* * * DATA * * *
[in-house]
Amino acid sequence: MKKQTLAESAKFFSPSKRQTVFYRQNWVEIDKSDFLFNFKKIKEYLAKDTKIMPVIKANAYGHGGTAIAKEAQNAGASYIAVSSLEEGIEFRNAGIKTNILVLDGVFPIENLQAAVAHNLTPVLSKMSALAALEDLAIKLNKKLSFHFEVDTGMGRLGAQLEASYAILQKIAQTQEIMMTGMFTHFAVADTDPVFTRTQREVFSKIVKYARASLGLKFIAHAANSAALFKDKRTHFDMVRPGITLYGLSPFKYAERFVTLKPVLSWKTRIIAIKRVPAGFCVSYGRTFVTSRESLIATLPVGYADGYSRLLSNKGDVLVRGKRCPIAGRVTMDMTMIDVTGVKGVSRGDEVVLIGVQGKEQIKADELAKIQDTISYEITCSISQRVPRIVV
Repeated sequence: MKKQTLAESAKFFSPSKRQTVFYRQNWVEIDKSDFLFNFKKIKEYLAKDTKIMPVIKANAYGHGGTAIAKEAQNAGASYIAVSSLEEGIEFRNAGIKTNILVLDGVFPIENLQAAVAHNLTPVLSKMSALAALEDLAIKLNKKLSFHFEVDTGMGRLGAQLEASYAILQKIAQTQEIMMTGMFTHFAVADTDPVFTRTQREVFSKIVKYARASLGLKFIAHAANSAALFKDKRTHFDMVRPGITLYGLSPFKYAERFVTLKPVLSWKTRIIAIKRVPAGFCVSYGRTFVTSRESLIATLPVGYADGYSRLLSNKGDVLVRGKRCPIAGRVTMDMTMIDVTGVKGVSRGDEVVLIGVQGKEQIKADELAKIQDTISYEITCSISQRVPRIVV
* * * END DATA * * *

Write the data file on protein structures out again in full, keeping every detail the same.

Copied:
[in-house]
Amino acid sequence: MKKQTLAESAKFFSPSKRQTVFYRQNWVEIDKSDFLFNFKKIKEYLAKDTKIMPVIKANAYGHGGTAIAKEAQNAGASYIAVSSLEEGIEFRNAGIKTNILVLDGVFPIENLQAAVAHNLTPVLSKMSALAALEDLAIKLNKKLSFHFEVDTGMGRLGAQLEASYAILQKIAQTQEIMMTGMFTHFAVADTDPVFTRTQREVFSKIVKYARASLGLKFIAHAANSAALFKDKRTHFDMVRPGITLYGLSPFKYAERFVTLKPVLSWKTRIIAIKRVPAGFCVSYGRTFVTSRESLIATLPVGYADGYSRLLSNKGDVLVRGKRCPIAGRVTMDMTMIDVTGVKGVSRGDEVVLIGVQGKEQIKADELAKIQDTISYEITCSISQRVPRIVV
Repeated sequence: MKKQTLAESAKFFSPSKRQTVFYRQNWVEIDKSDFLFNFKKIKEYLAKDTKIMPVIKANAYGHGGTAIAKEAQNAGASYIAVSSLEEGIEFRNAGIKTNILVLDGVFPIENLQAAVAHNLTPVLSKMSALAALEDLAIKLNKKLSFHFEVDTGMGRLGAQLEASYAILQKIAQTQEIMMTGMFTHFAVADTDPVFTRTQREVFSKIVKYARASLGLKFIAHAANSAALFKDKRTHFDMVRPGITLYGLSPFKYAERFVTLKPVLSWKTRIIAIKRVPAGFCVSYGRTFVTSRESLIATLPVGYADGYSRLLSNKGDVLVRGKRCPIAGRVTMDMTMIDVTGVKGVSRGDEVVLIGVQGKEQIKADELAKIQDTISYEITCSISQRVPRIVV